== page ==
Israeli minister Gantz says situation on Lebanon border ‘demands change’

Comments from the Israeli war cabinet member are the latest to hint at the possibility of an escalation with Hezbollah.

Senior Israeli minister Benny Gantz says the situation on the country’s border with Lebanon “must change”, hinting at the possibility of military escalation with the armed group Hezbollah.

Gantz, a member of Israel’s emergency war cabinet, told reporters on Wednesday the chance of a diplomatic solution to exchanges between Israel and armed groups in southern Lebanon is fast running out.

“The situation on Israel’s northern border demands change,” Gantz told a news conference.

“The stopwatch for a diplomatic solution is running out, if the world and the Lebanese government don’t act in order to prevent the firing on Israel’s northern residents, and to distance Hezbollah from the border, the [Israeli military] will do it.”

The remarks are the latest to raise concerns that Israel’s military campaign in Gaza could explode into a wider regional conflict, drawing in Iran-backed groups such as Hezbollah.

Israel and Hezbollah, along with a handful of smaller armed groups that operate in southern Lebanon, have settled into a steady rhythm of tit-for-tat exchanges since the current round of fighting between Hamas and Israel started on October 7, when the group launched an attack on southern Israel that killed more than 1,100 people.

Since then, Israel has been relentlessly bombing Gaza in a “genocidal” campaign, killing more than 21,000 people, most of them women and children, and displacing nearly its entire 2.3 million residents.

The Israeli offensive in Gaza triggered tensions along the Israel-Lebanon border, as intermittent exchange of fire between Israeli forces and Hezbollah were reported in the deadliest clashes since the two sides fought a full-scale war in 2006.

Tens of thousands of people in Israel and Lebanon have also been displaced, and more than 150 people, most of them Hezbollah fighters, killed on the Lebanese side since the exchanges began, according to a tally by the AFP news agency. The figure includes 20 civilians, including three journalists, the agency said.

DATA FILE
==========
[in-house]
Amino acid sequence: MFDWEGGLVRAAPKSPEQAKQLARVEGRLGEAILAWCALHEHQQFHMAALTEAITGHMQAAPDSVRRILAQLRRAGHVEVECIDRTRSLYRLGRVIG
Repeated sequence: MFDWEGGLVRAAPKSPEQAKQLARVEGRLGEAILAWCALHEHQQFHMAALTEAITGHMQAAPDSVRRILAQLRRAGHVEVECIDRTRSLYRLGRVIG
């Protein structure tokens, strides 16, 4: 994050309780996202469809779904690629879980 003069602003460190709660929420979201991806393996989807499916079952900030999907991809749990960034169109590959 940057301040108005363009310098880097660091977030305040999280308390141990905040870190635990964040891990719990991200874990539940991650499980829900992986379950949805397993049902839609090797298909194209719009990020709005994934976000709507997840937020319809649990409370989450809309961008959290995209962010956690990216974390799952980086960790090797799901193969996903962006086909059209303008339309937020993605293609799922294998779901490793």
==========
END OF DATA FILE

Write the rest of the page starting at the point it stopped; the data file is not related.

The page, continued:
On Tuesday, a Hezbollah attack injured 11 people in northern Israel while an Israeli attack on Bint Jbeil killed three people, including one Hezbollah fighter.

“Israeli warplanes are currently targeting towns that are even very far from the border,” Al Jazeera correspondent Ali Hashem reported from Bint Jbeil.

“The fact is that this area is now becoming a complete warzone, it’s becoming very dangerous, very risky, to go around, with the fact that you’re always anticipating an Israeli drone,” he added.

Thus far, however, such exchanges have stopped short of a more serious confrontation that would come with a steep cost for both sides, as well as civilian populations who live in communities near the Israel-Lebanon border.

The limited nature of the fighting had eased initial concerns about a larger war. But in recent weeks, Israeli officials have suggested that they could take stronger actions against Hezbollah, even as Israel’s campaign in Gaza comes under growing scrutiny.

Speaking on Wednesday on a tour near the border, Israel’s Foreign Minister Eli Cohen said Israel may target Hezbollah leader Hassan Nasrallah, a move that would almost certainly spark a larger conflict with the formidable armed group with strong links to Iran.

“We will operate to make the most of the diplomatic option,” Cohen said. “If it doesn’t work, all options are on the table.”



Al Jazeera and news agencies

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